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The Likely Lads [DVD] [1976]


Price: £5.94 & FREE Delivery in the UK on orders over £20. Details
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The Likely Lads [DVD] [1976] + The Likely Lads Collection (6 Disc BBC Box Set) [DVD] + Whatever Happened to the Likely Lads - Series 1 [DVD]
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Product details

  • Actors: Rodney Bewes, James Bolam, Brigit Forsyth, Mary Tamm, Sheila Fearn
  • Directors: Michael Tuchner
  • Writers: Dick Clement, Ian La Frenais
  • Producers: Aida Young
  • Format: PAL, Colour, Anamorphic, Widescreen, Mono
  • Language: English
  • Region: Region 2 (This DVD may not be viewable outside Europe. Read more about DVD formats.)
  • Number of discs: 1
  • Classification: PG
  • Studio: Studiocanal
  • DVD Release Date: 25 Sept. 2006
  • Run Time: 86 minutes
  • Average Customer Review: 4.3 out of 5 stars  See all reviews (80 customer reviews)
  • ASIN: B000HEVTGI
  • Amazon Bestsellers Rank: 24,054 in DVD & Blu-ray (See Top 100 in DVD & Blu-ray)

Reviews

Product Description

Bob (Rodney Bewes) and Terry (James Bolam) find their lifelong friendship beginning to change as Terry becomes involved with a new woman and the lads' weekly drinks sessions stop. Bob is dismayed, but his wife sees the opportunity to get Terry married off and put a wedge between the friends. Of course, this being a spin-off from the popular BBC sitcom, nothing runs smoothly as they all embark on a caravan touring holiday.

From Amazon.co.uk

Dating from 1976, The Likely Lads belongs to an often-reviled genre--the feature-length spin-off from the 1970s sitcom. However, these were often a great deal better than TV purists make them out to be. The Dad's Army film, for example, more than measures up to the original series, the first Steptoe and Son movie is as sublime as any 1960s kitchen sink drama and much funnier, while this incarnation of The Likely Lads reaches heights of hilarity not even scaled by the splendid sitcom from which it was derived.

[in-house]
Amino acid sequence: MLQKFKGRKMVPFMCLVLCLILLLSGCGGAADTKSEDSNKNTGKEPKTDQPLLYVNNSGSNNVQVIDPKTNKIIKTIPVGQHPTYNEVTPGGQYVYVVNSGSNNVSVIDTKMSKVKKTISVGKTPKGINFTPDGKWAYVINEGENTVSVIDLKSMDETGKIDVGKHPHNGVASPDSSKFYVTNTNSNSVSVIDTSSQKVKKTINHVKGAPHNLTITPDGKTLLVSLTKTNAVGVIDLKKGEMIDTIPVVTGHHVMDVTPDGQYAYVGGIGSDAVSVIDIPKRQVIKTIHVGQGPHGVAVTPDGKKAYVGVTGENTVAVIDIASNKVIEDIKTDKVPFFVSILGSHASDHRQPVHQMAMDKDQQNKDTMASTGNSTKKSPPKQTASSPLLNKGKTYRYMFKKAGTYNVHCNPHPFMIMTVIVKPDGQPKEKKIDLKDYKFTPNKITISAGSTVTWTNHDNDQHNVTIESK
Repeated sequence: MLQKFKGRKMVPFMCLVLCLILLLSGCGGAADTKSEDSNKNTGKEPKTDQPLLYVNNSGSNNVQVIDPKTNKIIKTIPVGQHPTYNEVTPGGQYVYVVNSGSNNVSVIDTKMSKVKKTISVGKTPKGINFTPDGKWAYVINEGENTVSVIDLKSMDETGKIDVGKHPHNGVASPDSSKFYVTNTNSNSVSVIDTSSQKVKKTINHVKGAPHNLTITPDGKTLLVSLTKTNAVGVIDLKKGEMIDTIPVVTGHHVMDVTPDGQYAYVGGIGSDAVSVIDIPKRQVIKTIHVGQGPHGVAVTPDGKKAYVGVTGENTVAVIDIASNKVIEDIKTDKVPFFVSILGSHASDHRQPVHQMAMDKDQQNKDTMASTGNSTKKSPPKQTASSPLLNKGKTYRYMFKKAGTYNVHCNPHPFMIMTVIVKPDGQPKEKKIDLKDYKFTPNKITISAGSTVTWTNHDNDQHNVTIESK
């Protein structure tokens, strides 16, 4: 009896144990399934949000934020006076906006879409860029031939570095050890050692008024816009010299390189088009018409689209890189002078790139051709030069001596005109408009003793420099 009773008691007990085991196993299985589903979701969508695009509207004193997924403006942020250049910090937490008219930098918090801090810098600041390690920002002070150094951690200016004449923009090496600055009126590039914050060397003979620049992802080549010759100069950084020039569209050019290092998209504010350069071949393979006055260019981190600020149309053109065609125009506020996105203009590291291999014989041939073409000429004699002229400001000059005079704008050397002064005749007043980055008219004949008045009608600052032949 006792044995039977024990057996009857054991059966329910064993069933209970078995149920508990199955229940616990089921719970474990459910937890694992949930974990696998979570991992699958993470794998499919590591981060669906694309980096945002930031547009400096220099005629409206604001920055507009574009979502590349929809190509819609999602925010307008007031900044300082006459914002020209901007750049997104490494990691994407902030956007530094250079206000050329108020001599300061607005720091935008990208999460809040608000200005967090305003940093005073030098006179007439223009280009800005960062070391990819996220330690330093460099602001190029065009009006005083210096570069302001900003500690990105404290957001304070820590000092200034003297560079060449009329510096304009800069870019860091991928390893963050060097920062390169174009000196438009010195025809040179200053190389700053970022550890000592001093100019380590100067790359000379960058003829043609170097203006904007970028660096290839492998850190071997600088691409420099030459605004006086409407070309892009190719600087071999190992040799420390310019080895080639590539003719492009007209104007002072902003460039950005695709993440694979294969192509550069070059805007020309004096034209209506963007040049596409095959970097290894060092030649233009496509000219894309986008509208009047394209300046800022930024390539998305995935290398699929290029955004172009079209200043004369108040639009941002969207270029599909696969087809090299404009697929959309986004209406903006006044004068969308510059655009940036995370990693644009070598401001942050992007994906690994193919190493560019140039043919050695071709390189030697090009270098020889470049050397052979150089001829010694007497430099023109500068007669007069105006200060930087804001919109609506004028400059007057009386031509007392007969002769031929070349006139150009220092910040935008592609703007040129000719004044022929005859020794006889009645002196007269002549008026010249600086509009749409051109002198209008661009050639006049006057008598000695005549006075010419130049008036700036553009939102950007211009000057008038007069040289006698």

Starring Rodney Bewes as Bob and James Bolam as Terry, this is an aimless but endlessly entertaining saga that takes in a calamitous caravan holiday in drizzly Northumbria, a farcical escapade in a seaside guest house and innumerable minor capers in between. The real business here, however, is in Dick Clement and Ian La Frenais' script and characterisation. Most of their best work involves men in confinement of some sort (Porridge, Auf Wiedersehen Pet) and here it's Bob who finds himself timidly chafing at the clutches of domestic "bliss" as personified by wife Thelma (played magnificently and underratedly by Brigit Forsyth, avoiding all the usual battleaxe clichés). He's jealous of the footloose Terry, even though the latter is clearly frustrated at his rootless existence ("I've learned nothing. Y'know what it'll say on my gravestone? "None the Bloody Wiser"!"). Beyond a mere nostalgia-fest, this is vintage, essential Brit-comedy.

On the DVD: The Likely Lads is presented in widescreen 1.78:1. Unfortunately, this comedic milestone comes only with the original trailer by way of extras. --David Stubbs --This text refers to an out of print or unavailable edition of this title.

Customer Reviews